The annual Society of Publishers in Asia (Sopa) Awards, now in its 23rd year, honoured excellence in reporting among Chinese-language media, regional media and global outlets during an online ceremony from Hong Kong tonight.
This year, Malaysiakini was awarded an honourable mention for excellence in investigative reporting through participation in the FinCEN Files project.
The FinCEN Files is an investigation on the flow of "dirty money" by about 400 journalists across the globe, spearheaded by the International Centre for Investigative Journalism (ICIJ), involving bank filings leaked to BuzzFeed News.
News agency The Associated Press bagged top honours under the category through its two-year investigations on alleged labour exploitation in Malaysia and Indonesia's palm oil industry, supported by international banks and businesses.
Malaysiakini's Covid-19 tracker was shortlisted as one of three finalists under the Sopa Award for Public Service Journalism. This category was won by Radio Television Hong Kong.
Also shortlistted is the news portal's 'Spend like an MP' interactive feature in the Excellence in Journalistic Innovation category, which puts readers in the role of a government or opposition MP trying to manage their vastly unequal allocations.
The category was won by GMA News Online's report 'What I wore that day' that puts a spotlight on rape culture and victim-blaming.
Meanwhile, Hong Kong’s last remaining pro-democracy paper Apple Daily marked its last day of operations today with two Award for Excellence, including The Scoop Award for its exclusive report that Hong Kong's Government Flying Service had conducted surveillance on a speedboat ferrying 12 fleeing Hongkongers under police order.
Apple Daily was forced to cease operations after Hong Kong police froze millions of dollars of its assets, searched its office and arrested five top editors and executives last week, accusing them of foreign collusion to endanger national security.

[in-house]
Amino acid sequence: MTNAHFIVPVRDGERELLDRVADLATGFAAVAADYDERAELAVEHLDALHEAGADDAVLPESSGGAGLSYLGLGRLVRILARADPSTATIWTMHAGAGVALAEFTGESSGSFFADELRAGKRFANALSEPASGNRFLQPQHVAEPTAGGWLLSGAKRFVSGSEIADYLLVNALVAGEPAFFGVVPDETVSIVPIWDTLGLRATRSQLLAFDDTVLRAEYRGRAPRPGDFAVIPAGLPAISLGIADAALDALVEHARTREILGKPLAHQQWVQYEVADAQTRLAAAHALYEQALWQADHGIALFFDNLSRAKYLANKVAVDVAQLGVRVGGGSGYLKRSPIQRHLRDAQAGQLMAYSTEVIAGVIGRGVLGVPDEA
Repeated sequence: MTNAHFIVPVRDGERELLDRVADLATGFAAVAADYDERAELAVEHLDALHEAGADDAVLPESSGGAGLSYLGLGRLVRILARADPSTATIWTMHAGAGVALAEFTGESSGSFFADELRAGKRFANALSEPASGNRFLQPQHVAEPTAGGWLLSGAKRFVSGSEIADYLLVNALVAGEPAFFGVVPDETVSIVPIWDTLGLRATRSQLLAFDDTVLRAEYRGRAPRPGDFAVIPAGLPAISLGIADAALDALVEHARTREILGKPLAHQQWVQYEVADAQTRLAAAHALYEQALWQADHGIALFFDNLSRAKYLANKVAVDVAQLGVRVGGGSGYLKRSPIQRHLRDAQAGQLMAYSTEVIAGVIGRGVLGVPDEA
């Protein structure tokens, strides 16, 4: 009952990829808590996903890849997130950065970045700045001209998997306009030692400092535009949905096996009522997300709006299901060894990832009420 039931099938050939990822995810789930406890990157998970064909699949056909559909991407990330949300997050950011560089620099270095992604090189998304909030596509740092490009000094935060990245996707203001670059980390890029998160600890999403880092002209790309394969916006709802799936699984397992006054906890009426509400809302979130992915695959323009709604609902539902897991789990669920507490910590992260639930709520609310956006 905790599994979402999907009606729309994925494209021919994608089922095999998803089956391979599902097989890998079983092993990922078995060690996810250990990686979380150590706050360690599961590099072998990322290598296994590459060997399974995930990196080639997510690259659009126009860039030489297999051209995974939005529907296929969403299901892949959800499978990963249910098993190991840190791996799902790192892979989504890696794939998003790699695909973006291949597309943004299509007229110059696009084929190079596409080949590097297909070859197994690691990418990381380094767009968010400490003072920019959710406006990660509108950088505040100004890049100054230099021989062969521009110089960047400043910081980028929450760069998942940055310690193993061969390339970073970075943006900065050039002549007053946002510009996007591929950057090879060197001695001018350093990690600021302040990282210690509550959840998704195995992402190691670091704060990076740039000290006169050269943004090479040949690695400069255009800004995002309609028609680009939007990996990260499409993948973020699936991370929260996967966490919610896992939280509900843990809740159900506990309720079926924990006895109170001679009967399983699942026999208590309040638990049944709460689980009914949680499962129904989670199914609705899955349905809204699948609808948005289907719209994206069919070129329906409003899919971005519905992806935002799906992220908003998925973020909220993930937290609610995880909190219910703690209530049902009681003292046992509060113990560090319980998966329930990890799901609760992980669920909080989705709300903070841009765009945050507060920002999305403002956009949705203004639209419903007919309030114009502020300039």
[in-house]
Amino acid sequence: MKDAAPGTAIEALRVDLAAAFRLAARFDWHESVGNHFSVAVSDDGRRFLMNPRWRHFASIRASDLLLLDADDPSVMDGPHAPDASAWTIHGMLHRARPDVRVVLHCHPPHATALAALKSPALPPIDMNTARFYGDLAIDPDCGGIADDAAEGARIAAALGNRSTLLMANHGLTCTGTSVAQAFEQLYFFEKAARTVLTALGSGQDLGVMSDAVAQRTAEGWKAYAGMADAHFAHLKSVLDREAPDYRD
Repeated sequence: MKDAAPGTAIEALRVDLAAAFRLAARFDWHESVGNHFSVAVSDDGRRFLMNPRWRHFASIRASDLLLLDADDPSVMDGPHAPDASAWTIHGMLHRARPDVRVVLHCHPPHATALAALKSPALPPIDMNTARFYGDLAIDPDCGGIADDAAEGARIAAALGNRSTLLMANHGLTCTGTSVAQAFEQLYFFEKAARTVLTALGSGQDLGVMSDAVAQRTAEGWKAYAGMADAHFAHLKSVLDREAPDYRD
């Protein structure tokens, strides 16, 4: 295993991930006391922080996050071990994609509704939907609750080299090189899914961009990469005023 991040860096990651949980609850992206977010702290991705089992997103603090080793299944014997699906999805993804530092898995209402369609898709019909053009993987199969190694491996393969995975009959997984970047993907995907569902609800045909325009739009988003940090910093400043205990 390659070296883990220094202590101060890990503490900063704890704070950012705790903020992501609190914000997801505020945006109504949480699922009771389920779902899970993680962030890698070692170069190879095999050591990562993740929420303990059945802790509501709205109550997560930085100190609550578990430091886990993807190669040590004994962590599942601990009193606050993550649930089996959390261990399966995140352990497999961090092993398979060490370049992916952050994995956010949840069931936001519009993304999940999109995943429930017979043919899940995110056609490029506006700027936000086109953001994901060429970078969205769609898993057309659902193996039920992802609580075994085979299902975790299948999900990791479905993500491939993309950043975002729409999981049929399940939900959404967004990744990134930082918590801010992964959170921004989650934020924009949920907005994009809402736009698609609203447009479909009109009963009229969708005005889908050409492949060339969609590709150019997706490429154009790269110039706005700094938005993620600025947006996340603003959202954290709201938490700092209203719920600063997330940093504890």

In a special address at the awards, United Nations High Commissioner for Human Rights Michelle Bachelet said an increasing role of media to assist in fighting the global Covid-19 pandemic has given more importance to the struggle for media freedom.
"Clarity about what is happening, including the impact of public health policies, can only be established by independent sources.
"A free press is vital to combating disinformation, deliberate falsehoods intended to advance political ambitions or commercial interests which intensity social polarisation and destroy public trust in important institutions," she said.
Since January 2019, Bachelet said the United Nations Educational, Scientific and Cultural Organisation (Unesco) recorded at least 137 journalists were killed worldwide, of which two-thirds were from countries not going through an armed conflict.
"Many died while reporting on demonstration, or while investigating organised crime, illicit financial flows, corruption, environmental damage or with state complicity.
"This situation is perpetuated by impunity," she said, adding that there were elements of complicity between perpetrators and authorities in power.
"Many reporters were also routinely subjected to violence and threats of violence, smear campaigns and vicious online trolling, particularly targeting female journalists, religious minorities and LGBTQs."
Bachelet said government attacks on the media had also started long before the pandemic which only exacerbated existing challenges.
"Long before Covid-19 we saw many governments, including in Asia, applying vaguely defined laws on national security, defamation, incitement, fake news, or cybersecurity to silence perceived critics both in print and online, including the independent voices of the press," she said.
Across the region, Bachelet said journalists from countries including Myanmar, Bangladesh, Cambodia and the Philippines were subjected to various probes including under colonial-era laws such as the Official Secrets Act.
Since the beginning of this year, press freedom groups in Malaysia had also recorded a number of cases where journalists were contacted by the police to assist in ongoing investigations based on their reports.
Malaysiakini has previously won two Sopa awards - excellence in investigative reporting for its four-part investigative report titled ‘The rise of the Johor royal family's business empire’ in 2015, and best in breaking news in 2019 for its live coverage of the 2018 general election.